Abolition is the logical alternative.

LATIMES – As death row runs out of room, Brown eyes space of those newly sprung. By PAIGE ST. JOHN. March 30, 2015

“With no executions in nearly a decade and newly condemned men arriving each month, the nation’s largest death row has run out of room.

Warning that there is little time to lose, Gov. Jerry Brown is asking the California Legislature for $3.2 million to open nearly 100 more cells for condemned men at San Quentin State Prison. The proposed expansion would take advantage of cells made available as the state releases low-level drug offenders and thieves under a new law voters approved last year.

California’s death penalty has been the subject of a decade of litigation. One case led to a halt to executions in 2006. Another resulted in a federal judge’s ruling last July that the state’s interminably slow capital appeals system is unconstitutionally cruel. Through it all, the death row population has grown from 646 in 2006 to 751 today…”

And this is truly a creepy proposal … Still, I kind of agree with the LA TIMES here.

LA TIMES Editorial: ‘Sodomite Suppression Act’ is no reason for radical initiative reform

This kerfuffle over a creepy, long-shot proposal aside, the real abuse of the citizen-initiative process comes at the hands of monied interests, including corporations, … wealthy individuals and others with $10 million or more to forward their own agendas.”

[SLATE has an interesting alternative take — “The problem here is so foreseeable that it’s hard to believe California hasn’t fixed it before. Under state law, any citizen who properly submits an initiative (and pays the $200 fee) is entitled to gather signatures for their pet proposal. The attorney general is tasked with penning an official title and summary for the measure. She does not, however, have any discretionary authority to nix even the most absurd and sadistic of proposals. This rule, initially promulgated by the California Supreme Court, was designed to prevent partisan attorneys general from scrapping proposals for political reasons. But by refusing to give the attorney general any discretion over what measures pass the first hurdle, the court inadvertently protected crackpot proposals like McLaughlin’s.

The Crime Report (TCR) — ‘Troubling’ Use of Solitary in Federal Prisons” ( March 16, 2015)  By Cara Tabachnick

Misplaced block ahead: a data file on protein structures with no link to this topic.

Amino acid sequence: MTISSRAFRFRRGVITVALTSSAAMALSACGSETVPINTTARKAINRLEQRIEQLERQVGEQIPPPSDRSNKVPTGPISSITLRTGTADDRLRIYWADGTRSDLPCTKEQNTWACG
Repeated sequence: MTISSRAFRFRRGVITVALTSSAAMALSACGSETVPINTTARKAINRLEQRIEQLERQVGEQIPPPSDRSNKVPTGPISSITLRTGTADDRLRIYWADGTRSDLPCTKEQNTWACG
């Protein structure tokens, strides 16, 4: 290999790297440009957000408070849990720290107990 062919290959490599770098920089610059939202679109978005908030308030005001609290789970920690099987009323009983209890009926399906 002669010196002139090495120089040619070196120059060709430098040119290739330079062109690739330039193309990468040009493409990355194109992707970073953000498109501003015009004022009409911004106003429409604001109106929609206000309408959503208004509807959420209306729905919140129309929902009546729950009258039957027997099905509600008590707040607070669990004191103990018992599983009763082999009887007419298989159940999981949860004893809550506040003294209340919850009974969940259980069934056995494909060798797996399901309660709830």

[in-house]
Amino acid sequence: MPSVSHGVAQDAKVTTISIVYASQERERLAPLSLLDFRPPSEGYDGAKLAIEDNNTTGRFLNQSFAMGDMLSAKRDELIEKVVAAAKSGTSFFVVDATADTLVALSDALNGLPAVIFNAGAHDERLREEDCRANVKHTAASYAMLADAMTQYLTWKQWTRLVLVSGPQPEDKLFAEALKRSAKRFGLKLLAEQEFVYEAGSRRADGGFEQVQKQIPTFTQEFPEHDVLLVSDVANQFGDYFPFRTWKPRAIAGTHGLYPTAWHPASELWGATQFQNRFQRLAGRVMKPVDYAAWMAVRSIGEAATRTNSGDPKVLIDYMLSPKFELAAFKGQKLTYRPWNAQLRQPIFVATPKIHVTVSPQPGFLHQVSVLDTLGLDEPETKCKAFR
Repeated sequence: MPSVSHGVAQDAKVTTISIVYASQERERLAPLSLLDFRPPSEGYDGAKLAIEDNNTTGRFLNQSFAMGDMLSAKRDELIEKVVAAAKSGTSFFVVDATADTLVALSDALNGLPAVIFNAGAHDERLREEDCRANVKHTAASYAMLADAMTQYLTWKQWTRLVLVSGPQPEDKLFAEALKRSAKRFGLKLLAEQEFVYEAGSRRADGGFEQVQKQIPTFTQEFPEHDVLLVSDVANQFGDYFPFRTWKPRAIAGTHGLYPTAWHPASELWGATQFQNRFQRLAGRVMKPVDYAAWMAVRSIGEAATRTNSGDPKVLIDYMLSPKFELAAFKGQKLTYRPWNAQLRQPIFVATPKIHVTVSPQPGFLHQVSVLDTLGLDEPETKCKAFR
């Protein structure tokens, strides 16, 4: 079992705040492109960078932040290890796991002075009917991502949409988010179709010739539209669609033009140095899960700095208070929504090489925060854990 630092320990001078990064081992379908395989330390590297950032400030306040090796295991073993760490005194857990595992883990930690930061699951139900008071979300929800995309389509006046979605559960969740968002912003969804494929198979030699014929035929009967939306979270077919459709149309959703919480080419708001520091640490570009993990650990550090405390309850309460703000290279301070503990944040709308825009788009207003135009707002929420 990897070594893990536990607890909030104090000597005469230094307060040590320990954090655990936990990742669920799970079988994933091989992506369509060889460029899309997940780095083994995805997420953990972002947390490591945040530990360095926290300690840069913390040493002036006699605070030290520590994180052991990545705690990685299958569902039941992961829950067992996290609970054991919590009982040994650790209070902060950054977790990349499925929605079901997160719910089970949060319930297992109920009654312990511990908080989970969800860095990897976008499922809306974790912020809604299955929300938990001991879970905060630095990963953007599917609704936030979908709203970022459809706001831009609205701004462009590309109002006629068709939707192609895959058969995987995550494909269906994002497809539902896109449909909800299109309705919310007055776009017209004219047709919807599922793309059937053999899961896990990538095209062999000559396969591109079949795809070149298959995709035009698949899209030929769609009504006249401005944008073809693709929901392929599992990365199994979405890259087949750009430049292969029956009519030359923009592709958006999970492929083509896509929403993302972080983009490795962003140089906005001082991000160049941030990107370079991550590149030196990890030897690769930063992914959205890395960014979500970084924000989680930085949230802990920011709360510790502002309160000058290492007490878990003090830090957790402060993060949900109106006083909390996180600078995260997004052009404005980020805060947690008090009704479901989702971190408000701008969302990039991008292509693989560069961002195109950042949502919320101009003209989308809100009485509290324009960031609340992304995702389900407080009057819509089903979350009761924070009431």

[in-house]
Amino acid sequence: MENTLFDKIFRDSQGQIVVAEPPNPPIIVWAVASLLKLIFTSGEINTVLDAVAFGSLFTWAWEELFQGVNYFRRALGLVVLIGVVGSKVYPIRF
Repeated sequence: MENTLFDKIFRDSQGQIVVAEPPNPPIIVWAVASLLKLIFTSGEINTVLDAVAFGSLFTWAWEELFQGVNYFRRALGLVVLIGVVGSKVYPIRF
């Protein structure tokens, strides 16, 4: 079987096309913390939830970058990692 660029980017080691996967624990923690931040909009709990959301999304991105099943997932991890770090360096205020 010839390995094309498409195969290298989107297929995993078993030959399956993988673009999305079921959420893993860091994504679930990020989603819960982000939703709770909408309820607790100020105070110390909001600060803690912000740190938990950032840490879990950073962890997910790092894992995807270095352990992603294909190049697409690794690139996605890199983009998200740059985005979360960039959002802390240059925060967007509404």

“Inmates in the federal prison system who suffer from mental illness are routinely kept in solitary confinement for extensive periods without proper treatment, according to the first-ever audit of the Bureau of Prison’s (BOP) segregation policies. The 250-page-plus report, completed in December, but not made public until now, detailed numerous areas in which the BOP was failing its mentally ill inmates, but did not offer concrete solutions on how to alleviate the use of solitary confinement…”


If interested at all in capital punishment as currently practiced in the United States, you should read David R. Dow’s work. The SLATE article sums up nicely the Kafkabsurdity of the State of Texas (of all jurisdictions) suspending Dow from his zealous defense of the condemned …

SLATE. Revenge, Not Justice – Texas’ brazen attempt to silence one of its most effective death penalty defense lawyers.   By Dahlia Lithwick

“One of the sad truths of the capital defense business is that some trial lawyers who show up to defend their clients have been known to sleep through their trials, fail to interview witnesses, or are too drunk to do their jobs. And yet reviewing courts almost invariably determine that such lawyers provided perfectly competent defense. As one Texas judge put it in the face of such allegations: “The Constitution does not require perfection in trial representation.” So, for instance, judges in Houston continued to appoint lawyer Jerome Godinich to represent capital defendants even as he missed one filing deadline after another, depriving his clients of crucial judicial review.  That there is really no such thing as an ineffective lawyer is one of the cardinal rules of the death penalty machine. But dare to be an effective one? Well, that’s another story…”

Capital punishment erodes our society’s “evolving standards of decency“, can we agree? The minutia of the death penalty (it’s collateral, incessant “tinkering“) can seem so very tired ~ Simply Abolish Capital Punishment. Ahh, but this is the United States. Even though U.S. Attorney General Eric Holder recently endorsed a moratorium, the death process moves forward in select states … like Florida:

“The US Supreme Court [official website] on Monday granted certiorari [order list, PDF] inHurst v. Florida [docket; cert. petition, PDF ] to determine “whether Florida’s death sentencing scheme violated the Sixth … or Eighth Amendment.” This court granted certiorari in light of its decision in Ring v. Arizona [opinion], in which it held that a sentencing judge, sitting without a jury, may not “find an aggravating circumstance necessary for imposition of the death penalty.” In the case at hand, Timothy Hurst was convicted and sentenced to death in 1998 for one count of first degree murder. It was found that the murder was “especially heinous, atrocious, or cruel,” and thus justified the sentence. Although it was found that Hurst suffered from Fetal Alcohol Syndrome, and thus was of “limited intellectual capacity,” the court did not consider this as mitigation, and thus did not assign it any weight…”   DeGeer, Laura. “JURIST – Supreme Court to Rule in Florida Death Penalty Case. UNIVERSITY OF PITTSBURGH SCHOOL OF LAW, 09 Mar. 2015.




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